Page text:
Updated: Apr 25
The first study of its kind shows formula-fed babies’ gut microbiomes more like those of breastfed babies when they live near natural environments.
Living close to natural green space can mitigate some of the changes in infant gut bacteria associated with formula feeding, according to new research published in the journal Environment International.
“Not every infant can be breastfed,” said Anita Kozyrskyj, pediatrics professor at the University of Alberta. “This is one of the first pieces of evidence for a nature-related intervention that could possibly help promote healthy gut microbial composition in infants who are not breastfed.”
“We consider breastfeeding to be the desirable state, and we know that a breastfed infant is at reduced likelihood of many conditions later in life—for example, developing respiratory infections and becoming overweight,” said Kozyrskyj, who is principal investigator for SyMBIOTA, a research team that studies how changes in infant gut microbiota can lead to the development of obesity, allergies and asthma in children.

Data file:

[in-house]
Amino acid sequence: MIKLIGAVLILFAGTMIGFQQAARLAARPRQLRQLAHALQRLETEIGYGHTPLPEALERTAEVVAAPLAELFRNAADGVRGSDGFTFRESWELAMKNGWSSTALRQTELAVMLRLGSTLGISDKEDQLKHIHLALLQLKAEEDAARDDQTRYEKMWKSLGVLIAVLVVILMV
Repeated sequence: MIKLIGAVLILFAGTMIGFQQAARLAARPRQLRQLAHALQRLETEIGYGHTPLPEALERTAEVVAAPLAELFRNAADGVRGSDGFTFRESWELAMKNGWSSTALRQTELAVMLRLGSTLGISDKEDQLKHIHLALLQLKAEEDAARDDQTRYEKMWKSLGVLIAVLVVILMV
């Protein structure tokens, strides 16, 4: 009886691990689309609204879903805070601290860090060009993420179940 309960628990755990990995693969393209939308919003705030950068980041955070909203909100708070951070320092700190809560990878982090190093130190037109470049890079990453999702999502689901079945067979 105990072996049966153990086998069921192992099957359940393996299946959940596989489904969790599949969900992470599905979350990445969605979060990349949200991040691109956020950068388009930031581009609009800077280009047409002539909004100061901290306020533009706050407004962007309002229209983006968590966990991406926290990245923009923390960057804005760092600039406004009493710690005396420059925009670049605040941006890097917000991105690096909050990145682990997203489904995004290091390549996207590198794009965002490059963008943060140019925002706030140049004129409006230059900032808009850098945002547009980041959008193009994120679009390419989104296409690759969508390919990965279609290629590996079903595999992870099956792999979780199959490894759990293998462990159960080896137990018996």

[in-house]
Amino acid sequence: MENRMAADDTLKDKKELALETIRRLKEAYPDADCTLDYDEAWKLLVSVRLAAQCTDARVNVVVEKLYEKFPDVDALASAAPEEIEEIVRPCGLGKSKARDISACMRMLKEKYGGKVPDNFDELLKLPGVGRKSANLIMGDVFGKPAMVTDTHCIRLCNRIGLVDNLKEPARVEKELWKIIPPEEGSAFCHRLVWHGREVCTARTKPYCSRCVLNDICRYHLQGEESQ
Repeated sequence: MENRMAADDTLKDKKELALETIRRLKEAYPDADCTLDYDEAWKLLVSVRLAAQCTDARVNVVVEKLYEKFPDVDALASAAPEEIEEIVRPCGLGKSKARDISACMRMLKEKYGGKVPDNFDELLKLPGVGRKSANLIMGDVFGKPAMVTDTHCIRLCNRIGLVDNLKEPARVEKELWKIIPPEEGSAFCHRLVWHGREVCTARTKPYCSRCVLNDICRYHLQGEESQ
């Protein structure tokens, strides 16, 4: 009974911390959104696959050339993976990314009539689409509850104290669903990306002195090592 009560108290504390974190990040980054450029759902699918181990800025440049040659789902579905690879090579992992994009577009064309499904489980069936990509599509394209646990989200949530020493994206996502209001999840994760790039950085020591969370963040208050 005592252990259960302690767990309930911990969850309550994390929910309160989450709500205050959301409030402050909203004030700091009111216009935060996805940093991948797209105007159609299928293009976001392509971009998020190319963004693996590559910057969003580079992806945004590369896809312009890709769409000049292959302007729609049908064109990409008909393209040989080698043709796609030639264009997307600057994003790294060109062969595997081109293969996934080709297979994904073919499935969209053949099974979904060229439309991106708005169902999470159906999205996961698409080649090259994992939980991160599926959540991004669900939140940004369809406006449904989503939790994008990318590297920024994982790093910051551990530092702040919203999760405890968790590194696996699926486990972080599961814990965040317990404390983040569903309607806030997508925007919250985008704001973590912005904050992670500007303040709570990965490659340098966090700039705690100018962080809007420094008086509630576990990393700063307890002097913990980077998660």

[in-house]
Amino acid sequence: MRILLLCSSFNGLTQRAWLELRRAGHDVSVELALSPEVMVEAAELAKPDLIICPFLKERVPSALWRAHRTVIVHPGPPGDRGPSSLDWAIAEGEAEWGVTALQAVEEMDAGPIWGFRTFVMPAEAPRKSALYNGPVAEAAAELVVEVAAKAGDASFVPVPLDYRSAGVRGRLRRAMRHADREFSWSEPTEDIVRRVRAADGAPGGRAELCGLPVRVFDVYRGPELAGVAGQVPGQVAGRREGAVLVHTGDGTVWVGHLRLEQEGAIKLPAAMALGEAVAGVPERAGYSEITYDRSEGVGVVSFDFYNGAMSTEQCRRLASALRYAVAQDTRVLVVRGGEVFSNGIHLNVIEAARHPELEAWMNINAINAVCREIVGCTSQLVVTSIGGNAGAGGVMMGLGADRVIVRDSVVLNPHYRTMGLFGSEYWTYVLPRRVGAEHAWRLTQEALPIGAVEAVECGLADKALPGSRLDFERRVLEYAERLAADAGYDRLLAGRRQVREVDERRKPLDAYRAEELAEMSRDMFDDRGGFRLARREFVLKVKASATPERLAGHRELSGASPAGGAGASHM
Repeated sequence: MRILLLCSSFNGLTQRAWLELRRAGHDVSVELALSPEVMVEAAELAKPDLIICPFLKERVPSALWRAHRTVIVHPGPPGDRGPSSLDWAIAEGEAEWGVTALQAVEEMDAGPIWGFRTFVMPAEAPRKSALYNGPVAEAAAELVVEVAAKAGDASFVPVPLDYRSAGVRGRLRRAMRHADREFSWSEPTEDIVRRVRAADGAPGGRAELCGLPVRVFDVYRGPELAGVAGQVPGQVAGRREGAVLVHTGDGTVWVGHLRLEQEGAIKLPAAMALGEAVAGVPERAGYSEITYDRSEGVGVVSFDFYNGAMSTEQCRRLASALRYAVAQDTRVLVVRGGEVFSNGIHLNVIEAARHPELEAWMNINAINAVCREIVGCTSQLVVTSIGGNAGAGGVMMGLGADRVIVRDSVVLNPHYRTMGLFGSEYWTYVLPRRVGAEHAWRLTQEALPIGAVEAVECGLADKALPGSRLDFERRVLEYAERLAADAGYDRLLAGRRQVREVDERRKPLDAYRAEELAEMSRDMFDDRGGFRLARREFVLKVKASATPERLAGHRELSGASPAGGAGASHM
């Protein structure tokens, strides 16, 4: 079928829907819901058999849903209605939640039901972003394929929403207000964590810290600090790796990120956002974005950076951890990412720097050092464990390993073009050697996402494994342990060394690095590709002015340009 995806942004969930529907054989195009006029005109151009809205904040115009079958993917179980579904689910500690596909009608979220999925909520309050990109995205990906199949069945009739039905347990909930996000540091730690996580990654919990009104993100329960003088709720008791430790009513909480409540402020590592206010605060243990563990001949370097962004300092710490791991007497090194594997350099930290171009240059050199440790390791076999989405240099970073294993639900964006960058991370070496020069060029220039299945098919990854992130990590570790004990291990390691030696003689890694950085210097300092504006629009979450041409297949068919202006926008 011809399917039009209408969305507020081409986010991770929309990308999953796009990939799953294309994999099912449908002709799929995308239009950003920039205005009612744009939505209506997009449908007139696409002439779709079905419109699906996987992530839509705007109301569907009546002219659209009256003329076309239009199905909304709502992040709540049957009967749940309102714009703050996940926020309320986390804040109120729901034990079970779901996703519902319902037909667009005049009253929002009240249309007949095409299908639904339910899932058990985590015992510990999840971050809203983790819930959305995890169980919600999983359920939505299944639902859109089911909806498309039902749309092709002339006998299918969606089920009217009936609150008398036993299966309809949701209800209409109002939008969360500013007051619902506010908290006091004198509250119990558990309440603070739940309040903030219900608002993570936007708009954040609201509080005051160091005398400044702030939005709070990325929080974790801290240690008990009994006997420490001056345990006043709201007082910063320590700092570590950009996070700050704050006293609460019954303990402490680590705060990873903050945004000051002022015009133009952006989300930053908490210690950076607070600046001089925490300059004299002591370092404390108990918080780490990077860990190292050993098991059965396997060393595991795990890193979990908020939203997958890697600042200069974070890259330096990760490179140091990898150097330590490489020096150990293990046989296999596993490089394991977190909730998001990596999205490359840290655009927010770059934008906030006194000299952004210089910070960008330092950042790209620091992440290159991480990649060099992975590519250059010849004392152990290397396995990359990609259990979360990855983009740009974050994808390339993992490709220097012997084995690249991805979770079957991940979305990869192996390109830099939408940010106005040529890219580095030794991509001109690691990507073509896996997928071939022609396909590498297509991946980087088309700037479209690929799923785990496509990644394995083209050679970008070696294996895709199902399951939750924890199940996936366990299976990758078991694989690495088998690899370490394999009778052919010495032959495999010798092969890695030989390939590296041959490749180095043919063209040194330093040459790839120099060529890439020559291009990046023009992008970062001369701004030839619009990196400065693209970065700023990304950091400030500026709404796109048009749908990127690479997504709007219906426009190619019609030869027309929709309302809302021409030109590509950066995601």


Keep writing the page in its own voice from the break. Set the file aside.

“We found that the infants who lived within 500 metres of a natural environment were less likely to have higher diversity in their gut bacteria,” she said. “It may seem counterintuitive, but a young breastfed infant has lower gut microbial diversity than a formula-fed infant because formula feeding increases the number of different gut bacteria.”
The results applied only to infants living close to natural spaces, regardless of whether there was a man-made park in the neighbourhood.